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RHINELANDER - Starting Monday, Northwoods Transit Connections riders will need to call 24 hours in advance to get around the Rhinelander, Minocqua, and Eagle River areas.

Many bus drivers will also voluntarily furlough their pay until federal funds come in.

The Oneida-Vilas Transit Commission, which operates the popular public transit program, made the moves at a meeting Friday morning.

"What we're adjusting is some things internally around accessing an adequate fund supply," said Commission Chair Erv Teichmiller.

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RHINELANDER - Veterans can be some of the hardest workers. That's the message local business owners heard in Rhinelander on Friday.

Nicolet College hosted the Veterans Business Workshop.

The objective was to tell businesses why they should hire local veterans.

Guest speaker from Wisconsin's Veterans Chamber of Commerce Saul Newton says veterans can bring strong and diverse skill sets into the work force.

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RHINELANDER - Kid got outside and got active at the YMCA of the Northwood's Fit Kids Duathalon tonight.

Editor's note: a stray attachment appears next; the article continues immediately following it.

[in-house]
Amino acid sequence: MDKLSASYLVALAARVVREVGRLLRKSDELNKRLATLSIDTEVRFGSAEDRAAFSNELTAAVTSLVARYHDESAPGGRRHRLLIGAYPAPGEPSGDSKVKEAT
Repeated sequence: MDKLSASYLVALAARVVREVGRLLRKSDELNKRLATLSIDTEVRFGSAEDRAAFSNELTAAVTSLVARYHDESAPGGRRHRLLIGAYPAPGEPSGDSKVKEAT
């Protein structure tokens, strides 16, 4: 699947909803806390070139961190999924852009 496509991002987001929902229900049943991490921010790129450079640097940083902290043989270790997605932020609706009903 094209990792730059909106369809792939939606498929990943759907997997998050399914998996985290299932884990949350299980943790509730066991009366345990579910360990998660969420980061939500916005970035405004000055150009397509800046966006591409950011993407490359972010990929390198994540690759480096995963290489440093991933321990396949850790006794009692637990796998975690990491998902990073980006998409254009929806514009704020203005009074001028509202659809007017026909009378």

Three age groups competed in the running and biking events. 

The five and under group ran around the building and biked through the parking lot, but the older age groups biked through the trails behind the YMCA. 

"It's rugged enough that you have to have a little bit or stamina and a little bit or grit to actually make it through the course," said YMCA Aquatics and Youth and Family Director Matt Steingraber. 
 
Some of the kids even trained for the event. 

The top three in each age group got awards. 

The main purpose of the event was to get kids out of the house and doing something to keep them fit and active. 

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RHINELANDER - A Rhinelander mom said her lifestyle completely changed when a new neighbor moved in. 

She used to love the close proximity and the ability to walk to almost anything in town.

She has two young kids and regularly checks the sex offender registry.